The life of a Buddhist manuscript. The Mūlasarvastivadin Dīrghāgama manuscript, its influence on Buddhist textual production, and the development of canonical Buddhist material in the first millennium of the common era

Start - End 
2019 - 2022 (completed)
Department of Languages and Cultures
Research Focus 
Research Period 
Research Region 
Research Language 
Research Methodology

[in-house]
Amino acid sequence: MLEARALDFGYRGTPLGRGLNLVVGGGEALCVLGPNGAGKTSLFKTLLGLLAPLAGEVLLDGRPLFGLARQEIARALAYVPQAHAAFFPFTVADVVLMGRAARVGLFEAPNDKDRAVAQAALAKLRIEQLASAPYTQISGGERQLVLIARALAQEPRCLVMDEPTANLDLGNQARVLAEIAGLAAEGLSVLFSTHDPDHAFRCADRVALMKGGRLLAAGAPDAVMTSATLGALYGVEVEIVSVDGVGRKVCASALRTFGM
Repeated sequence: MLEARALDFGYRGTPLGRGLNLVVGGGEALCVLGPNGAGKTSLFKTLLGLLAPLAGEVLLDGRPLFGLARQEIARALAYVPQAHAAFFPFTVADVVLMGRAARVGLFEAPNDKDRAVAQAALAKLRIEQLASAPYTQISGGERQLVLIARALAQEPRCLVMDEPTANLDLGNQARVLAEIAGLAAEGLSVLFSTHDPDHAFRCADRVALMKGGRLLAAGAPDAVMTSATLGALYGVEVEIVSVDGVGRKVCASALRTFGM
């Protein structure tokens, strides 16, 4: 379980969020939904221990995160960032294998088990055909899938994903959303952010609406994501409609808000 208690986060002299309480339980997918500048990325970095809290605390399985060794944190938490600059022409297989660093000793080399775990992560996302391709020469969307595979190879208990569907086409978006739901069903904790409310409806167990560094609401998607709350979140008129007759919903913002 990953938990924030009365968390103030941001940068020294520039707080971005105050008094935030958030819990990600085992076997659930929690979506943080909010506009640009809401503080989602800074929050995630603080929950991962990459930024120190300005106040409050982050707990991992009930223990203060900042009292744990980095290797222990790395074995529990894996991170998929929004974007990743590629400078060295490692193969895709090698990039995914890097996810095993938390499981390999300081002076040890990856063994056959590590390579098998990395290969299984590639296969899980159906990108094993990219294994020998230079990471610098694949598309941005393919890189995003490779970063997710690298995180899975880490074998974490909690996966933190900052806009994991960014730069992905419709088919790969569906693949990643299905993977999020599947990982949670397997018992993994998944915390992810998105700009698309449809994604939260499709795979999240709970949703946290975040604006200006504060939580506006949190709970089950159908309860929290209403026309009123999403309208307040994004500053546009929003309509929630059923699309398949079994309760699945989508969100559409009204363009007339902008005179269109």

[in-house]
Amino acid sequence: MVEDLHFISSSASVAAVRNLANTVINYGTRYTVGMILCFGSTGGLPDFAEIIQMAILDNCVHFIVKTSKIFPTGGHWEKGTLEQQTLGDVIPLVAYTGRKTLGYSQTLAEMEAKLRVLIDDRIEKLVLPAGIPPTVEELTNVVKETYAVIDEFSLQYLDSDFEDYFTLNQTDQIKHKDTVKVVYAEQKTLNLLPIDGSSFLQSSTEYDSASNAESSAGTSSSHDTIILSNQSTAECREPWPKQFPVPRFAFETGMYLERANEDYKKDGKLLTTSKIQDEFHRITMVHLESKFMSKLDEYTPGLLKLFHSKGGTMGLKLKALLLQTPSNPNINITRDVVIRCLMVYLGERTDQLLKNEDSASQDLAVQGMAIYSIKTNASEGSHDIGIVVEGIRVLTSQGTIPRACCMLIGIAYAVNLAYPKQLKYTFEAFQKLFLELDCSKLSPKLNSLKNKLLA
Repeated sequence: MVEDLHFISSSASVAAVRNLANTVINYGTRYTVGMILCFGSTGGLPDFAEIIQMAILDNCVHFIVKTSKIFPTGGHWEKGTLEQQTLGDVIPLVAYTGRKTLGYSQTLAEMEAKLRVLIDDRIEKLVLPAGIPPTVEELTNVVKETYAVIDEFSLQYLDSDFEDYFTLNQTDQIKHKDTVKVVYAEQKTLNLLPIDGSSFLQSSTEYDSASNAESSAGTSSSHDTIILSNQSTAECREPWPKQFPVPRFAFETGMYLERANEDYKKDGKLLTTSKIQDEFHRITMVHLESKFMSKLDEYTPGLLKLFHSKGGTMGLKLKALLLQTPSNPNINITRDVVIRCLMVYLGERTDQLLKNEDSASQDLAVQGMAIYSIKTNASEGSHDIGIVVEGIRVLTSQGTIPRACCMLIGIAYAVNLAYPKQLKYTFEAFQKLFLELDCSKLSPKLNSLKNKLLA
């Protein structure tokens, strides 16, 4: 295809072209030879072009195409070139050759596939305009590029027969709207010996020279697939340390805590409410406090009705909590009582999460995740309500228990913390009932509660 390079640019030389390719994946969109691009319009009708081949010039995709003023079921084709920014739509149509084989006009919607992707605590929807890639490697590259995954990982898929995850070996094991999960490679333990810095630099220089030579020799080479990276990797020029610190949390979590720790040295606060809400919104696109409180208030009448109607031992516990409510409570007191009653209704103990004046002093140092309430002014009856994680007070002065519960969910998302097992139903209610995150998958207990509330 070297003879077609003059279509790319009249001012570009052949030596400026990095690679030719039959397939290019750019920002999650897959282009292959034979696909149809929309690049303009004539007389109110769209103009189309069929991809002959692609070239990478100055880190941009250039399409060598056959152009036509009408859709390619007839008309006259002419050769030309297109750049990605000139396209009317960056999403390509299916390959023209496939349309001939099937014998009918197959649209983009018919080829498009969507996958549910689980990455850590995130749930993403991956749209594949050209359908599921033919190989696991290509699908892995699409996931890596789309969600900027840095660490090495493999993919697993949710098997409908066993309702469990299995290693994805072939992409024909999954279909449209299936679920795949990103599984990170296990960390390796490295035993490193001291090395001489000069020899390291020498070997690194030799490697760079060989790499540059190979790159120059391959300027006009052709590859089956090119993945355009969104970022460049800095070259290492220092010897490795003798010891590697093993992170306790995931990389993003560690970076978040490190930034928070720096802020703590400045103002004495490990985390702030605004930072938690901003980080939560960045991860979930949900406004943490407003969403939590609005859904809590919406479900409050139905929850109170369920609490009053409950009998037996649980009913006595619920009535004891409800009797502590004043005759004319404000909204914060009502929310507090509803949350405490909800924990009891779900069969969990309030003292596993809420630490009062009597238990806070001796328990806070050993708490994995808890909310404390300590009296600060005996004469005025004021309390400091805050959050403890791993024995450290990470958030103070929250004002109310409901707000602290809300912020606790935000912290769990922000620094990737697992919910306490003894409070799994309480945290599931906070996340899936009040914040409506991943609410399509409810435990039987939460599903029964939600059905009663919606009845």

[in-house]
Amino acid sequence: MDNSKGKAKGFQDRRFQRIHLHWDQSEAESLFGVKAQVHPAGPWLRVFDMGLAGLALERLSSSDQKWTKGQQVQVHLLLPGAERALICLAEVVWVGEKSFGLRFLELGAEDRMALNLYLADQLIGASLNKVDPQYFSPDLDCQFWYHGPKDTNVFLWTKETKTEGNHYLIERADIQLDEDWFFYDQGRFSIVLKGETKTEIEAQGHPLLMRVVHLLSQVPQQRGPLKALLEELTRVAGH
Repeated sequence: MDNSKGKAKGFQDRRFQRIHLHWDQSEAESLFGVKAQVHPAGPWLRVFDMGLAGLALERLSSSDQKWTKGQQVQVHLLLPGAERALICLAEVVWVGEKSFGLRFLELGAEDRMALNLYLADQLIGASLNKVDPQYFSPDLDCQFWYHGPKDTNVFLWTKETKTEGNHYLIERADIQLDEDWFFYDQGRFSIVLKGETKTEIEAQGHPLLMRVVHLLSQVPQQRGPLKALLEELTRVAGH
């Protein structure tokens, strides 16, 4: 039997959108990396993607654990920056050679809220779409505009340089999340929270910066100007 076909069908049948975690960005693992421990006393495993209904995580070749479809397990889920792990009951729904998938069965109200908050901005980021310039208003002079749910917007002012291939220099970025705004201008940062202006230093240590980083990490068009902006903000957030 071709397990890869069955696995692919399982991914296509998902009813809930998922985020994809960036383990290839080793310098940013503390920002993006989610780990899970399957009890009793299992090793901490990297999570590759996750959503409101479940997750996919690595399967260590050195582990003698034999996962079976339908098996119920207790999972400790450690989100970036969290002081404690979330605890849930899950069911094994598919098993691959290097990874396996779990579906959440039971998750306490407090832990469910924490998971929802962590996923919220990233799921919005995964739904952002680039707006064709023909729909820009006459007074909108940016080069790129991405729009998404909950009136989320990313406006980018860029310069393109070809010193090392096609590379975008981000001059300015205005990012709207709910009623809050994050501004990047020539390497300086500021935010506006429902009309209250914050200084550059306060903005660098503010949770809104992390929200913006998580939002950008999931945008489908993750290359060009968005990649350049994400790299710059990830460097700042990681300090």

The scope of this project revolves around a close study of the Dīrghāgama manuscript (The Collection of Long Discourses), an important collection of Buddhist sūtras detailing the discourses of the historical figure known as the Buddha Gautama. This manuscript is the only surviving witness of this textual collection as it was transmitted by the Mūlasarvāstivāda Buddhist tradition, one of the three major Buddhist traditions from which the entirety of the religion as it is practiced today is descended. The project will examine the Dīrghāgama manuscript holistically, laying out a detailed analysis of it as both a physical object and as a text containing important works of Buddhist religious doctrine. To this end, a detailed study of the codicological and paleographical aspects of the manuscript will be undertaken that will answer questions surrounding its creation by a group of scribes in a scriptorium in the area of Gilgit (the modern day border area of Pakistan and Afghanistan) and the relationship between this scriptorium and other texts found in the area, as well as a comparative study of the content of the manuscript that will untangle intricate intertextual relationships found between this text and its extant parallels: the Theravāda Dīghanikāya surviving in Pali, and the Dharmaguptaka Cháng āhán jīng 長阿含經)in Chinese. This research will ultimately result in new understandings of the authorship, creation, and development of major Buddhist textual traditions.